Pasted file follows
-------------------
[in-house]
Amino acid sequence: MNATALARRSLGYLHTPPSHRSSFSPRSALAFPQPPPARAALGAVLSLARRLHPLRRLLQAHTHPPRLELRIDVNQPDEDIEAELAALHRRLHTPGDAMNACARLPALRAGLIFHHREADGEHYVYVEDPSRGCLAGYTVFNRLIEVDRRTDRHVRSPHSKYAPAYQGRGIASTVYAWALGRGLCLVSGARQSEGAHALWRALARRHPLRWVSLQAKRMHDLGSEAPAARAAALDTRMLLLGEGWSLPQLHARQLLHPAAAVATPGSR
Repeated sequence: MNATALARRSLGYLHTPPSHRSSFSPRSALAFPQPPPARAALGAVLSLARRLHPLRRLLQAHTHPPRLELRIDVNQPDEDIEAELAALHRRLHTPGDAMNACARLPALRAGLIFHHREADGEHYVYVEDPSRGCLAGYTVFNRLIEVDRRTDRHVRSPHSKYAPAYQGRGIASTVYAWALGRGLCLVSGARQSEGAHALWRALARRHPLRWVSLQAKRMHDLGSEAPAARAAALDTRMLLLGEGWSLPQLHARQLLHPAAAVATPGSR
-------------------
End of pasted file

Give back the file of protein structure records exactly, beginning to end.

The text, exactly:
[in-house]
Amino acid sequence: MNATALARRSLGYLHTPPSHRSSFSPRSALAFPQPPPARAALGAVLSLARRLHPLRRLLQAHTHPPRLELRIDVNQPDEDIEAELAALHRRLHTPGDAMNACARLPALRAGLIFHHREADGEHYVYVEDPSRGCLAGYTVFNRLIEVDRRTDRHVRSPHSKYAPAYQGRGIASTVYAWALGRGLCLVSGARQSEGAHALWRALARRHPLRWVSLQAKRMHDLGSEAPAARAAALDTRMLLLGEGWSLPQLHARQLLHPAAAVATPGSR
Repeated sequence: MNATALARRSLGYLHTPPSHRSSFSPRSALAFPQPPPARAALGAVLSLARRLHPLRRLLQAHTHPPRLELRIDVNQPDEDIEAELAALHRRLHTPGDAMNACARLPALRAGLIFHHREADGEHYVYVEDPSRGCLAGYTVFNRLIEVDRRTDRHVRSPHSKYAPAYQGRGIASTVYAWALGRGLCLVSGARQSEGAHALWRALARRHPLRWVSLQAKRMHDLGSEAPAARAAALDTRMLLLGEGWSLPQLHARQLLHPAAAVATPGSR